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Good News For The Holiday Blues

By Dorothy Jenkins


This popular phrase is written and heard everywhere during the holiday season. It is the time of year when the spirit of love seems to be operating at its highest peak, and we are supposed to experience nothing but peace and joy.

Yet, for some, their holidays are anything but “happy.” I have experienced feelings of sadness during the holidays and I have seen sadness operating in the lives of close relatives and friends. Especially when a loved one who once had a vital presence within the circle of family Christmas time celebrations is no longer around, happiness during the holidays can feel impossible—and the social pressure to seem happy makes it worse.

Whether due to stress, fatigue, unrealistic expectations, financial pressures, illness, death of a loved one, or physical distance from friends or family, the “holiday blues are not uncommon. For some, the feeling passes soon after the holidays are over. For others, it may linger day after day. And it does not matter whether someone is Christian or not. Rich or not. Homeless or not. Young or not. Female or not. Employed or not.

The holiday blues can affect anyone.

In my search for a deeper understanding of the holiday blues, I reached out to Sarah Matias (LMSW), a social worker for over 20 years who has 5 years of experience as a clinical psychotherapist. Sarah said,

Since I treat people with chronic mental health issues, I often see an increase in symptoms of depression and anxiety during the holidays. Changes in eating, drinking, and sleeping, which can add to the stress on our bodies, may result in feelings of depression and anxiety. If someone has an underlying vulnerability for depression, the added stress of the holidays can lead to a depressive episode.”

Sarah also has personal experience with the holiday blues, and her story gives us clues for how to move through them:

I lost my father just after Christmas when I was 26. He loved the holidays, did all the cooking, and left a huge hole in our family. My memories of the holidays with him were of giving back to others. Putting together care packages for the residents in drug treatment at Teen Challenge, cooking meals for them, inviting people over who didn’t have family, and finding ways to help others that were less fortunate. My husband and I made the decision that we wanted to raise our children with the experience of giving back to others at the holidays, much like I had witnessed my father doing throughout my childhood. One of our favorite Christmas memories was taking our two young daughters with us to deliver Project Angel Tree gifts to a family along the border of Mexico when we were pastoring a church in El Paso. We arrived on Christmas morning at an adobe one-room house with dirt floors and the family cooking outdoors over an open fire. They were so appreciative for the gifts for their children, they insisted we join them for homemade tortillas and we stood around the open fire and shared a meal together that Christmas morning in the desert. We can all benefit from remembering that the important things at the holidays are not about what money can buy, but rather caring for one another, spending time together, and sharing the love of our Savior who’s birth we are celebrating with those around us.”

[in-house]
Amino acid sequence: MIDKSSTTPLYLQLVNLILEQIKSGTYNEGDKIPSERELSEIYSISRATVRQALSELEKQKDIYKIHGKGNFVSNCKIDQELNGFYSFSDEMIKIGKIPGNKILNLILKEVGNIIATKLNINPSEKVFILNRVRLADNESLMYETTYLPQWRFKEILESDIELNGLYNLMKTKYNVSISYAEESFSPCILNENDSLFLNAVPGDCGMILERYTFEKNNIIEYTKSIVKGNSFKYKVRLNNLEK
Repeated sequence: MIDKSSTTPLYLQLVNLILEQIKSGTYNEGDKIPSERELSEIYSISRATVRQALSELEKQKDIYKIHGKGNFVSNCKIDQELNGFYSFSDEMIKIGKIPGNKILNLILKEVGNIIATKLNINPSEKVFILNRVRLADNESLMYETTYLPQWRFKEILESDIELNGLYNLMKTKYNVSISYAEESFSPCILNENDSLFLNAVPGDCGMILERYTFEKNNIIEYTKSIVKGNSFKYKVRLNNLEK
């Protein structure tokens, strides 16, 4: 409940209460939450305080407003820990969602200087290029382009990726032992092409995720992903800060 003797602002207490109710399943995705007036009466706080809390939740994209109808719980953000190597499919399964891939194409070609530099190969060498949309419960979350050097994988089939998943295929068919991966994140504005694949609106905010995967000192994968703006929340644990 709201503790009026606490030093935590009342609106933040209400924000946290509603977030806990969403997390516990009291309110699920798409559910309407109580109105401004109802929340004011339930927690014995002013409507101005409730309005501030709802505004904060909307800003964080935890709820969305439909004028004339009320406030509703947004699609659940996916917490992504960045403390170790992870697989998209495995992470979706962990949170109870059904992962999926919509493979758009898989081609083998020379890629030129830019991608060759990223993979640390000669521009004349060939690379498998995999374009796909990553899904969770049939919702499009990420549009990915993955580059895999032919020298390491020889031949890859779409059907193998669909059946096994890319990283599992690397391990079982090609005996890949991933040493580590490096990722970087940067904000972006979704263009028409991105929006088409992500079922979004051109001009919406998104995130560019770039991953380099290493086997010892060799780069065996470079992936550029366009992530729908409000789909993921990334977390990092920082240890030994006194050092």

So Sarah found that her Christian faith was important in helping her overcome feelings of sadness, both during and beyond the holidays. I’ve also found that a combination of faith along with a proper understanding of why feelings of sadness settle in someone’s heart and mind during the holidays can strengthen my ability to dissipate the holiday blues.

Matthew 6:25-33 (NRSV) is a wonderful passage of Scripture that speaks about worry and anxiety. It includes these encouraging words:

Look at the birds of the air; they neither sow nor reap nor gather into barns, and yet your heavenly Father feeds them. Are you not of more value than they? And can any of you by worrying add a single hour to your span of life?”

God already knows everything we need. It presents a powerful message of comfort and peace. Turning to the scriptures during times of worry, anxiety, and sadness is always a good idea.

However, it may take professional counseling to help put someone on the path to restoring their inner peace. Sarah gently suggested that, “If the holidays regularly bring about a sense of malaise, then it is worth exploring this with a counselor.” She recommended three courses of action when you or a loved one is in a continuous cycle of feeling blue:

  • Be aware of your feelings. Do not ignore them.
  • Practice healthy coping skills: take care of yourself and connect with positive, supportive people.
  • Reach out for help when additional support is needed.

There are various avenues of professional help available for anyone who recognizes there is a need for it: psychologists, Christian counselors, social workers.

Even though the season seems packed with activity, we need to pay more attention to the behavior and attitudes of those close to us during the holidays. Being around people we love and care about, especially when they show genuine love and care for us, can help relieve those “blue” feelings—over the years, I have definitely experienced this.

This holiday season, let us be intentional about sharing appropriate scriptures, taking the time to show encouragement and love. Let us also take courage and talk about getting professional help with those experiencing the holiday blues. That may be the best gift we can give to someone we love this holiday season.